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Monday, August 18, 2003

Heart condition throws one of women’s favorites for a loop


A MAD DASH: Runners begin the Pikes Peak Marathon in Manitou Springs on Sunday. The winner in the menís race was Matt Carpenter with a time of 3:43:46.

Darkness, then light. Maddy Tormoen, 41, of Colorado Springs woke up on a Manitou Springs street, which was part of the Pikes Peak Marathon course, and wondered where she was.

She got up from the street and walked back to the starting line, found race director Ron Ilgen and told him what happened. Then she told Ilgen that she was going for a jog, “to get some kind of workout.”

Tormoen said she had a “V-Tach,” which is short for ventricular tachycardia.

The race’s medical coordinator, John Reasoner said “V-Tach” is a very fast, uncontrolled beat of the major pump of the heart.

It beats so fast that there is not enough blood that flows to the rest of the body.

“It generally leads to cardiac arrest,” Reasoner said.

Ilgen said when Tormoen won the 2000 Garden of the Gods 10-mile race, it seemed like she was having a heart attack.

She had to have “heart defibrillation,” which is delivering an electric shock to the heart to restore normal rhythm.

Ilgen said Tormoen has been recovering and monitoring her condition and is taking medication.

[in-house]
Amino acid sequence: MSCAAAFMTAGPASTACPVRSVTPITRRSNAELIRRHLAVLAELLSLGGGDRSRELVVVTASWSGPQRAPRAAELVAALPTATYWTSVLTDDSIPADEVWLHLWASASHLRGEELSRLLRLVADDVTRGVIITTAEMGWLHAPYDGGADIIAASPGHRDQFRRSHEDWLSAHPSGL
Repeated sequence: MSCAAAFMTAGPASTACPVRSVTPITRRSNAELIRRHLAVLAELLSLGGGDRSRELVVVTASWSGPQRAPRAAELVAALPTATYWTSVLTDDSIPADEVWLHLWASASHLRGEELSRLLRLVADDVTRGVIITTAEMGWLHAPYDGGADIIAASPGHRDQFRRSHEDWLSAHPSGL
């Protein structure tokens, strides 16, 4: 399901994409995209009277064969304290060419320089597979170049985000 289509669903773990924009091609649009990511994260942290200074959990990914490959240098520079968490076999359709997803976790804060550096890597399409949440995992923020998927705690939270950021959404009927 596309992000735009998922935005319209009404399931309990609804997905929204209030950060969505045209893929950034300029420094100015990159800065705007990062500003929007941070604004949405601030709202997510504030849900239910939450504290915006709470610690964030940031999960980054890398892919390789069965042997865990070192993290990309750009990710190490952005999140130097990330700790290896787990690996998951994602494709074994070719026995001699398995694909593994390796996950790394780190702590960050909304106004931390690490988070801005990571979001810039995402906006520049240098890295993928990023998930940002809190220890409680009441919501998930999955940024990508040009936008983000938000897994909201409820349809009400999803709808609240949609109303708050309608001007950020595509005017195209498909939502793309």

“I thought she was going to be the top female runners in this race, at least top five,” Ilgen said. “She said she was scared, caught by surprise. It think it was the jitters and that she was nervous that caused the condition. She said, ‘I’m OK. The doctor said this would happen.’ “

Ilgen said he pleaded with Tormoen to get medical attention at the race’s emergency care center but she declined.

The care center’s staff nurse, Gail Allen, said she spoke to Tormoen and Tormoen told her she felt fine. Allen said Tormoen said she was going to jog back on the course.

Tormoen could not be reached for comment and Ilgen, Allen and Reasoner had not heard from her by press time. But Ilgen said she’s probably OK because other runners on the course would have noticed her if she had another episode.

“If something happened to her,” Ilgen said. “We probably would have known about it by now.”

Another record broken
Myra Rhodes, 71, of Sacramento, Calif., crossed the finish line at 9:09:00, setting the Marathon’s 70-74 age group record. Jan Richardson of Arlington, Texas, held the record with a time of 9:13:31 in 1997 when she was 70.

Bare necessities
For the entire race weekend, Ilgen said he purchased a total of 46 cases of red and green grapes, 10 cartons of bananas, 11 cartons of oranges and more than 2,500 bottles of water from a wholesale discount warehouse. The fruit and water were given to the runners at the finish line.

All that water
Ilgen said one of the race’s sponsors, Colorado Springs Utilities, gave a total of 1,600 gallons of water.


Copyright 2003, The Gazette, a division of Freedom Colorado Information. All rights reserved. Used with permission.

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